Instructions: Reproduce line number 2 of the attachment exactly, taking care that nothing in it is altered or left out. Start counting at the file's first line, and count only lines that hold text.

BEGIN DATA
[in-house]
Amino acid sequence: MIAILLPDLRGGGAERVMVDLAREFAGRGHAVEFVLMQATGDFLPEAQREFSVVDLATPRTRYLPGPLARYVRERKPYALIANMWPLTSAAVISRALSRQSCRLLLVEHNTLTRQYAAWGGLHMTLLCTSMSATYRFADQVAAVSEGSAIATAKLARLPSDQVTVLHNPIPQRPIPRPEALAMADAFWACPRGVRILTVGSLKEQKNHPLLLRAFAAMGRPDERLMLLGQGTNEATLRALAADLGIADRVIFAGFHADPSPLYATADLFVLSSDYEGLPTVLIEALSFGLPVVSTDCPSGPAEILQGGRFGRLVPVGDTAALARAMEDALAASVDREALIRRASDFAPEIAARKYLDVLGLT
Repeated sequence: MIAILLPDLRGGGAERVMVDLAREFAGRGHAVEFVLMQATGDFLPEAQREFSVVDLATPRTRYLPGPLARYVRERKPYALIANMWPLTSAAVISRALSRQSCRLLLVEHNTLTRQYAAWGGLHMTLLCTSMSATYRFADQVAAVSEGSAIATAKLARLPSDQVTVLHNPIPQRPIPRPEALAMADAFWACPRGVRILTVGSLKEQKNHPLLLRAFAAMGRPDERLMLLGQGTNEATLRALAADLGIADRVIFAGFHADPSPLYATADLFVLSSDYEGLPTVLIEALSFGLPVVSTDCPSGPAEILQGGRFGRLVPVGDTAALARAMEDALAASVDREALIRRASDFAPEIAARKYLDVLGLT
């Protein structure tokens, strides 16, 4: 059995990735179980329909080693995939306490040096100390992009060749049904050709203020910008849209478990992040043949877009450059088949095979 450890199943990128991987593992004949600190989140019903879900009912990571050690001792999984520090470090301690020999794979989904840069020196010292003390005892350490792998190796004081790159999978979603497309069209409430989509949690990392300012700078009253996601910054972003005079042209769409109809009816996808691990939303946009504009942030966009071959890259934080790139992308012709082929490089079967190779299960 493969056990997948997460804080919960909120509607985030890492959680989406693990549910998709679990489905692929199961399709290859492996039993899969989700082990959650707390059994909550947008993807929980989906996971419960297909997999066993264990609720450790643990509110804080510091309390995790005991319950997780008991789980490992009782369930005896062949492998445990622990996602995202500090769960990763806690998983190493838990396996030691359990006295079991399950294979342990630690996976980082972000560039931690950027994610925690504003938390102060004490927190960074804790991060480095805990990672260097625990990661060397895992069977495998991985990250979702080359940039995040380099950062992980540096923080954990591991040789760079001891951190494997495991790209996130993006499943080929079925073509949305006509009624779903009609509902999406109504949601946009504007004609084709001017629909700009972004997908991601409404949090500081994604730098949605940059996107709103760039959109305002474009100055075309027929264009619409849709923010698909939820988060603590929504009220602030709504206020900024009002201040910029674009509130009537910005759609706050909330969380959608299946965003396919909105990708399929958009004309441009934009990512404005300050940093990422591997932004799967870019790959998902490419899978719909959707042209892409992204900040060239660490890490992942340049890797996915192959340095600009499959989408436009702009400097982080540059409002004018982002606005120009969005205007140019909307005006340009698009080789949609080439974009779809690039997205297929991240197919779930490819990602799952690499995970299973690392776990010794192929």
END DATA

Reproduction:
Amino acid sequence: MIAILLPDLRGGGAERVMVDLAREFAGRGHAVEFVLMQATGDFLPEAQREFSVVDLATPRTRYLPGPLARYVRERKPYALIANMWPLTSAAVISRALSRQSCRLLLVEHNTLTRQYAAWGGLHMTLLCTSMSATYRFADQVAAVSEGSAIATAKLARLPSDQVTVLHNPIPQRPIPRPEALAMADAFWACPRGVRILTVGSLKEQKNHPLLLRAFAAMGRPDERLMLLGQGTNEATLRALAADLGIADRVIFAGFHADPSPLYATADLFVLSSDYEGLPTVLIEALSFGLPVVSTDCPSGPAEILQGGRFGRLVPVGDTAALARAMEDALAASVDREALIRRASDFAPEIAARKYLDVLGLT